Optionally, you can also specify an output directory using the --out flag followed by the path to this directory. By default, HMT will build the new OpenAPI specifications in the specs directory.

Use dash (--input-file -) to read from standard input:

$ hmt build --input-file - < recordings.jsonl

Building modes

You can use a mode flag to indicate how the OpenAPI spec should be built, for example:

hmt build --input-file path/to/recordings.jsonl --mode gen

Supported modes are:

  • gen [default] - infer a schema from the recorded data
  • replay - replay the recorded data based on exact matching

For more information about building, including mixing together the two modes and editing the created OpenAPI schema, see the building documentation.

Mock server traffic using a HMT spec

You can use an OpenAPI spec, such as the one created with hmt build, to create a mock server using HMT.

$ hmt mock path/to/dir/

Note: You can specify a path to the directory your OpenAPI spec is in or a path to one specific file.

For more information about mocking, including adding custom middleware and modifying the mocking schema JIT via an admin API, see the mocking documentation.

Development

Here are some useful tips for building and running HMT from source.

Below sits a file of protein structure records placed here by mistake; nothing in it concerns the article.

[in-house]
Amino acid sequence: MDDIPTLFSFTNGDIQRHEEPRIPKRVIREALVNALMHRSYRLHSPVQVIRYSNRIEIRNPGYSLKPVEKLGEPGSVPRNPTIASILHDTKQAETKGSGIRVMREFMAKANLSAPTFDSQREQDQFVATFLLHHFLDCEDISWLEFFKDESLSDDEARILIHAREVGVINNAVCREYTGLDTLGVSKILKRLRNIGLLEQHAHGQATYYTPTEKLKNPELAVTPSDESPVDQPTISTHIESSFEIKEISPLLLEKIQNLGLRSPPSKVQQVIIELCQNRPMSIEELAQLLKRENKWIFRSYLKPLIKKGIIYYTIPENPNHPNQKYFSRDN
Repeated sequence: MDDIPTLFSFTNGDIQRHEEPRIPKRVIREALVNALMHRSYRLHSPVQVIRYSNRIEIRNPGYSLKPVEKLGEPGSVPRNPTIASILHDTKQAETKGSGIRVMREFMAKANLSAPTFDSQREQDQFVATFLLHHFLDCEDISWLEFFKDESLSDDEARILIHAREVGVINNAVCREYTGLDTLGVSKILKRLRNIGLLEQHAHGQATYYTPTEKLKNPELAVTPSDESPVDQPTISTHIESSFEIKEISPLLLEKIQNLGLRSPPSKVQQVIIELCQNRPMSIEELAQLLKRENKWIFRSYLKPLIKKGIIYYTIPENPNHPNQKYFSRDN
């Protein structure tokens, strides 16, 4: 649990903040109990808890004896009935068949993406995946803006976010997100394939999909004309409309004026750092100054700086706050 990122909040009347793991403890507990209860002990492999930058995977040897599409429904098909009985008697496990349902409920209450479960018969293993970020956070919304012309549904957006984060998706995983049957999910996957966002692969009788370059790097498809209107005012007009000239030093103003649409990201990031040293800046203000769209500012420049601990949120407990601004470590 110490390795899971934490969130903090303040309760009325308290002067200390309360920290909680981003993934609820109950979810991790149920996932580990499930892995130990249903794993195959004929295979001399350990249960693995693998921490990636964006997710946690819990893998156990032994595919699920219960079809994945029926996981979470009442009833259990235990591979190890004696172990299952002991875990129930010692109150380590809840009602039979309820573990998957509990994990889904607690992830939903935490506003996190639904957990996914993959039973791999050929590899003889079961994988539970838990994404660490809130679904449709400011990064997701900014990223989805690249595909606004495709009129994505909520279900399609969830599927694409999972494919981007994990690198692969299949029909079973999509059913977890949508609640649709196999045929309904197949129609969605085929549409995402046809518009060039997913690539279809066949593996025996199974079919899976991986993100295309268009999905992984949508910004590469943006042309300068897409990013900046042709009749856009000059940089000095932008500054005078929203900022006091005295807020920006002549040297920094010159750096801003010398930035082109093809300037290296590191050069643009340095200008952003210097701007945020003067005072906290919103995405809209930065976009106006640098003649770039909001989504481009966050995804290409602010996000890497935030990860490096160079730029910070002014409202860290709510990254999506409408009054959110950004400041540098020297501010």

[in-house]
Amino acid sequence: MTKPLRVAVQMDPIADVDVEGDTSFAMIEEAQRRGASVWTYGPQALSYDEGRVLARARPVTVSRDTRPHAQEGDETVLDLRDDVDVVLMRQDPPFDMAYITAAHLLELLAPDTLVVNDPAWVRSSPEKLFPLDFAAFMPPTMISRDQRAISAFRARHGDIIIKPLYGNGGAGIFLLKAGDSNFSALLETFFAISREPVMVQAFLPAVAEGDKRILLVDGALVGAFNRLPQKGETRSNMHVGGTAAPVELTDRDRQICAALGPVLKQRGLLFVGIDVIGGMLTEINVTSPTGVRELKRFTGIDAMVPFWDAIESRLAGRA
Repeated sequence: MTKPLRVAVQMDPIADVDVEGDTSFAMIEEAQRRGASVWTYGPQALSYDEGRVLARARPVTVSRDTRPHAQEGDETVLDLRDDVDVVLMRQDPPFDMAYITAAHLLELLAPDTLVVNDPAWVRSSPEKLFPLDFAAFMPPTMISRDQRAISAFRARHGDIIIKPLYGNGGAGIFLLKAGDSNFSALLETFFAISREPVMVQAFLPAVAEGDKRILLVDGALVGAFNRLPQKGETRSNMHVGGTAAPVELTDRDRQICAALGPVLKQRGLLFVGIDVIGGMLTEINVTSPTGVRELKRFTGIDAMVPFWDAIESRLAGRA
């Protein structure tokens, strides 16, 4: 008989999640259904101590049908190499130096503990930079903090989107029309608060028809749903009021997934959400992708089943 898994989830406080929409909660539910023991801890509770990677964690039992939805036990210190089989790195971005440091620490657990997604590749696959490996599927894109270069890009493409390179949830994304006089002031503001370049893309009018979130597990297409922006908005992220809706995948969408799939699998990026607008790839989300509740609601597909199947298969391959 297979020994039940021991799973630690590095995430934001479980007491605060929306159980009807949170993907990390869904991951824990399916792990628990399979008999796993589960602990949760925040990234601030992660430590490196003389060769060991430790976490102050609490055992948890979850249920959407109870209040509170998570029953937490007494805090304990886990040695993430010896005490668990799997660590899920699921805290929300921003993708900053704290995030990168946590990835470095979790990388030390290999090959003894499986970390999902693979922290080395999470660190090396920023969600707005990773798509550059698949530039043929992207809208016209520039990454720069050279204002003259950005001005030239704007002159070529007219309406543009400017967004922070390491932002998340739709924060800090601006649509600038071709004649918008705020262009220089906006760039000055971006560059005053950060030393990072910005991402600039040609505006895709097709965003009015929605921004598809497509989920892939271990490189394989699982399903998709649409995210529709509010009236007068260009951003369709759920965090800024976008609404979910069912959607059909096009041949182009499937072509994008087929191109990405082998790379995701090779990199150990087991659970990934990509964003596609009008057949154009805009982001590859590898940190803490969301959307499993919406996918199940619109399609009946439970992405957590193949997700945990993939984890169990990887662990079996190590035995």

If you run into any issues, please reach out to our team on Gitter.

Getting started

  1. Clone this repository: git clone https://github.com/meeshkan/hmt
  2. Create a virtual environment: python3 -m venv .venv && source .venv/bin/activate
  3. Install dependencies: pip install --upgrade -e '.[dev]'
  4. Install pre-commit hooks to automatically format code as a git hook: pre-commit install

Tests

Run all checks:

$ python setup.py test

pytest

Run tests/ with pytest:

pytest
# or
python setup.py test

Configuration for pytest is found in pytest.ini.

Formatting

Formatting is checked by the above mentioned python setup.py test command.

To fix formatting:

$ python setup.py format

flake8

Run style checks:

$ flake8 .

pyright

You can run type-checking by installing pyright globally:

$ npm -i -g pyright

And then running:

$ pyright --lib
$ # or
$ python setup.py typecheck

Using the Pyright extension is recommended for development in VS Code.

Automated builds

Configuration for CircleCI build pipeline can be found in .circleci/config.yml.

Publishing HMT as a PyPi package

To publish HMT as a PyPi package, complete the following steps:

  1. Bump the version in setup.py if the version is the same as in the published package. Commit and push.
  2. Run python setup.py test to check that everything works
  3. To build and upload the package, run python setup.py upload. Insert PyPI credentials to upload the package to PyPI. The command will also run git tag to tag the commit as a release and push the tags to remote.

To see what the different commands do, see Command classes in setup.py.

Contributing

Thanks for your interest in contributing! Please take a look at our development guide for notes on how to develop the package locally. A great way to start contributing is to file an issue or make a pull request.

Code of Conduct

Please note that this project is governed by the Meeshkan Community Code of Conduct. By participating, you agree to abide by its terms.